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Woodborough’s Heritage

Woodborough, an ancient Sherwood Forest Village recorded in Domesday



Kelly’s Directory 1888



Woodborough is a parish and large straggling village, 8 miles north-north-east from Nottingham, 3 miles north-west from Lowdham station on the Midland Railway. In the Rushcliffe Division of the county, wapentake of Thurgarton, Basford Union, Nottingham petty sessional division and county court district, archdeaconry of Nottingham, rural deanery of Gedling and diocese of Southwell. The church of St Swithin is an edifice of stone, consisting of chancel, nave, aisles, south porch and low western embattled tower with four pinnacles containing four bells, dating from 1612 to 1680, and clock; there are remains of a good Norman doorway; the chancel is Decorated and the tower of Perpendicular date, the nave and aisles being in a later and debased style: the chancel retains very fine sedilia, an aumbry on the north side and on either side of the communion table are stone brackets with figures of Edward III, and his queen): some remains of the oaken rood screen still exist and a few specimens of ancient stained glass: the font is Norman: the church plate includes a chalice and alms-dish, dated 1676 and a flagon of 1802: there are 250 sittings, the churchyard is now closed. The registers date - 1547 for baptisms, 1573 for marriages and 1572 for burials, and are in good condition. The living is a vicarage, net yearly value £250, with 55½ acres of glebe and residence in the gift of the Bishop of Manchester, and held since 1876 by the Rev’d Frederick Goode-Slight B.A. of St John's College Cambridge. The gross yearly value of the living was increased in 1875 from £118 to £300 by the Ecclesiastical Commissioners, who have also bought the premises formerly used as a free school and have converted them into a vicarage house. The Baptists, Primitive Methodists and Wesleyans have each a chapel.


Howett, Robert - the Manor House

James, Henry

Parkyns, Mansfield - Woodborough Hall

Slight, Rev’d Frederick Goode, M.A., Vicar

Thorpe, Roby Liddington  - Manor House, commercial

Alvey, Charlotte (Mrs) - market gardener

Ashmore, William - New Inn

Baguley, John - shoemaker

Baguley, Joseph - shoemaker

Bish, Herbert - bag hosier

Bish, John - market gardener

Brett, Edward - valuer

Brown, Henry - farm bailiff to Mr G.W. Collyer

Cemetery (F. Housley, Clerk in the Burial Board)

Chantrey, George - farmer

Clay, William - market gardener

Cook, John - bootmaker

Co-operative Stores Limited (John Clayton, salesman)

Donnelly, Mark - framesmith

Dring, George - farmer

Dring, Henry - bag hosier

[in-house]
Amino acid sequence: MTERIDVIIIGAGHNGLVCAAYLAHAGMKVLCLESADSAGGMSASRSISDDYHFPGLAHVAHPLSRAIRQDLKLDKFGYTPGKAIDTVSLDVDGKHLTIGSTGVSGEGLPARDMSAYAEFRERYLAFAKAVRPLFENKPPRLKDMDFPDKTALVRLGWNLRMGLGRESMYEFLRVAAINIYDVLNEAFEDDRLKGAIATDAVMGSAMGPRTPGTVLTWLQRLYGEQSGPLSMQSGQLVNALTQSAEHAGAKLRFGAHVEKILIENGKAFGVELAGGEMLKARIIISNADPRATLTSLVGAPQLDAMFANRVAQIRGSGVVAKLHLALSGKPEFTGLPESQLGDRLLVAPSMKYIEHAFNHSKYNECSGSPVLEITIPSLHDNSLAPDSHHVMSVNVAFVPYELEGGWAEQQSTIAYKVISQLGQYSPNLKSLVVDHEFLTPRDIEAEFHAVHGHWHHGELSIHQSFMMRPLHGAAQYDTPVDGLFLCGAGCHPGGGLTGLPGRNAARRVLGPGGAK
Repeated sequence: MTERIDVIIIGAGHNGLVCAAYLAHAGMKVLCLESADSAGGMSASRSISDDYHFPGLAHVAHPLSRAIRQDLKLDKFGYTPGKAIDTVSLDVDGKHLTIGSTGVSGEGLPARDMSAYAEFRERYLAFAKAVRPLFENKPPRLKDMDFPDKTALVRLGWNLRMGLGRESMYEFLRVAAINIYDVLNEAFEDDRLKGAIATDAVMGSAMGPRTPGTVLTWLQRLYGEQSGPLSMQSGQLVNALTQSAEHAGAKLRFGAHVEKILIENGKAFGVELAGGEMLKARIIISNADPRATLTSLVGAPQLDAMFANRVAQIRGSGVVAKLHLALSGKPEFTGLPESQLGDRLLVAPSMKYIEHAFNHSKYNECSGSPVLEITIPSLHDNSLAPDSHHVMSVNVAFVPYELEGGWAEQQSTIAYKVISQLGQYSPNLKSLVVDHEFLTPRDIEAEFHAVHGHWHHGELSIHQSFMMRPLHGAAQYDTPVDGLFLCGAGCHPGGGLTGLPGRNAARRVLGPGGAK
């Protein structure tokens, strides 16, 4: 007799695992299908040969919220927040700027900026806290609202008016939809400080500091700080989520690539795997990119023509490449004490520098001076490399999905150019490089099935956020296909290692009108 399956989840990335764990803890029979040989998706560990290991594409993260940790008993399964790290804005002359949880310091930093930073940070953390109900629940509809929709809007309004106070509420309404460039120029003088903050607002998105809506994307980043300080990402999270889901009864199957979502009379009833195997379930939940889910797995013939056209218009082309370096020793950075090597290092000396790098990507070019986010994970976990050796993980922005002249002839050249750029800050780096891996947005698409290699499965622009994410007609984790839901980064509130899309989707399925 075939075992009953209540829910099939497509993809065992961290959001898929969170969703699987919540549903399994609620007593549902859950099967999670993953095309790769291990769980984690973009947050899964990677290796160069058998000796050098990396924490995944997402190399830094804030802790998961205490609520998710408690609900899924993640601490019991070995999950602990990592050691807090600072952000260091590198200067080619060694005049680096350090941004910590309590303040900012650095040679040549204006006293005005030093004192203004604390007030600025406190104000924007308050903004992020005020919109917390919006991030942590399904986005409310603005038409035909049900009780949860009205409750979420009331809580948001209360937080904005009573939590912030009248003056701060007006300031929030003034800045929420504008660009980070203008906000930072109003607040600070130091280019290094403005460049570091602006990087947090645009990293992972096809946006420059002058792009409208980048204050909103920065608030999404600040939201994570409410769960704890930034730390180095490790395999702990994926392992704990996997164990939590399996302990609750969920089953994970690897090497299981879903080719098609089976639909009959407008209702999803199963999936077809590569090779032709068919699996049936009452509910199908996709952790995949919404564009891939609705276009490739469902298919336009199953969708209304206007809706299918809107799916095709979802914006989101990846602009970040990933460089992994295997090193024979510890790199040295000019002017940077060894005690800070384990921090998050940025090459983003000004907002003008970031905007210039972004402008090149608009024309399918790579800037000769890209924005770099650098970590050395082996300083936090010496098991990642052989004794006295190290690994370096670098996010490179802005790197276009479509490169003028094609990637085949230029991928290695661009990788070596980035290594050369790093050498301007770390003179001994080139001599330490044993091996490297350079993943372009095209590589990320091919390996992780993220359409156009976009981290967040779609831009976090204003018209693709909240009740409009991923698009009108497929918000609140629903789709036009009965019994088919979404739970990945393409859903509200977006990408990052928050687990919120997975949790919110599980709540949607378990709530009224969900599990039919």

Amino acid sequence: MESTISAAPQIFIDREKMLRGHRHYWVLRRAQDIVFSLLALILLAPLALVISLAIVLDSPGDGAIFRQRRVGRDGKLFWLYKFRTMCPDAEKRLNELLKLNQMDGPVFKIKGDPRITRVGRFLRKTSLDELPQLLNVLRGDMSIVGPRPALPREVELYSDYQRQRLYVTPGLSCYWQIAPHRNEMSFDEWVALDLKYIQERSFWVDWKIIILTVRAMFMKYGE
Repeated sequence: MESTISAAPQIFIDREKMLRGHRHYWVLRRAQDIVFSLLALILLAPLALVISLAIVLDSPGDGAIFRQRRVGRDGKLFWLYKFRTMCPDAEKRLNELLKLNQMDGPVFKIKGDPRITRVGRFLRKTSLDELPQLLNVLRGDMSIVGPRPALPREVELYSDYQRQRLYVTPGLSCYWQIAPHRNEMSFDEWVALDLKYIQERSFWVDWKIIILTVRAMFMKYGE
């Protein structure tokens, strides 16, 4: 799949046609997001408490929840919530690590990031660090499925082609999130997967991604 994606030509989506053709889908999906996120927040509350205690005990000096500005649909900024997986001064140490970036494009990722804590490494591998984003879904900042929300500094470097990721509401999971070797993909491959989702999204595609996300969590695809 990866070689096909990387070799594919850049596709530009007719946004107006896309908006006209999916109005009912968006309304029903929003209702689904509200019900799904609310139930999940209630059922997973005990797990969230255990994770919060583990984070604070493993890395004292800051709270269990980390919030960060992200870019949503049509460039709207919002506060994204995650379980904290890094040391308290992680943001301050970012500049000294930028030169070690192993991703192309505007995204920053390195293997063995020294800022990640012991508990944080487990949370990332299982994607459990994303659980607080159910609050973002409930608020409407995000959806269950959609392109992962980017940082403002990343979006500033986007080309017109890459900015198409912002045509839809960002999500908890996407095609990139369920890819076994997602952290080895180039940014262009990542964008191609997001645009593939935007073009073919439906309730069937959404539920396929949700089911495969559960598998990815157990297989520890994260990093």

Dring, James - bag hosier

Dunthorne, James - farmer and carrier

Flinders, William Thorpe - farmer

Footit, George - market gardener

Foster, John - shopkeeper

Hancock, John - grazier

Hartshorn, Francis - market gardener

Hartshorn, John - butcher

Hill, William - brick & tile maker (and at Saxondale)

Hogg, William Junior - Nag's Head

Howett, Robert - farmer, landowner & racehorse breeder

Lamin, William - farm bailiff to Mansfield Parkyns Esq.

Leafe, Joseph - beer retailer

The cemetery of one acre was formed in 1879 at a cost of £300: it has a lych gate but no chapel, and is under the control of a burial board, consisting of five members. The poor have £3 10s yearly. The people are employed in framework knitting. Bricks are made here. This was a Roman settlement. Woodborough Hall, the seat of Mansfield Parkyns Esq. M.A. is a very ancient mansion, situated on a pleasant lawn at the extreme end of the village. The Ecclesiastical commissioners are lords of the manor. Principal landowners are Roby Liddington Thorpe Esq. of the Manor House, Charles Seely Esq. D.L., J.P. of Sherwood Lodge, Arnold. Mansfield Parkyns Esq. M.A. of the Hall, Charles Shaw Esq. and Robert Howett Esq., the last is proprietor of the large racehorse breeding and training establishment in the village, where there are between 70 and 80 racehorses. The soil is clay and sand; subsoil clay and sand. The chief crops are wheat, barley, oats, beans and peas. The area is 1940 acres: rateable value is £4017: The population in 1881 was 889. Woodborough Dumble is 2½ miles west.

Parish clerk, Joseph Richardson.

Post Office - John Foster, Postmaster. Letters arrive through Nottingham at 7.35 a.m.: despatched at 6.15 p.m.

The nearest Money Order Office is at Epperstone and telegraph office at Lowdham.

Endowed School, built in 1878 at a rent of £1600 for 300 children: average attendance 150. The school has an income of £90 yearly, left by the Rev. M. Wood in 1706 with house for the master, Frederick Housley, Master.


Carriers to Nottingham - William Ashmore and James Dunthorne, Wednesdays and Saturdays.


Marriott, Joseph - shopkeeper

Middup, William - farmer

North, John - coal dealer

North, William - shopkeeper

Orange, David - shopkeeper

Orme, William - blacksmith

Patching, William - bricklayer

Pollard, John - tailor

Poole, John - farm bailiff to Colonel C. Seely

Poole, Joseph - farmer

Rawson, John - farm bailiff to C. Shaw Esq.

Reavill, Emma (Mrs) - Four Bells

Richardson, Ann (Mrs) - shopkeeper

Richardson, Arthur - bag hosier

Richardson, John - shopkeeper

Richardson, Mark - butcher

Robinson, Edward - bag hosier

Robinson, William - shopkeeper

Roe, John - market gardener

Southern, William - market gardener

Southern, James - farmer

Taylor & Dixon - machine owners

Thorpe, Roby Liddington - farmer, Manor House.

Tomlinson, Martha (Mrs) - butcher

Turner, Charles - coal dealer

Turner, Eliza (Mrs) - shopkeeper

Vasey, Henry - trainer for Robert Howett Esq

Ward, Richard - wheelwright

Whitworth, William Surplice, Punch Bowl.

Whysall, German - gamekeeper to Robert Howett Esq.

Wood, Thomas - farmer

Woodborough Co-operative - Land & Building Society Ltd, John Richardson - assistant sec.

 

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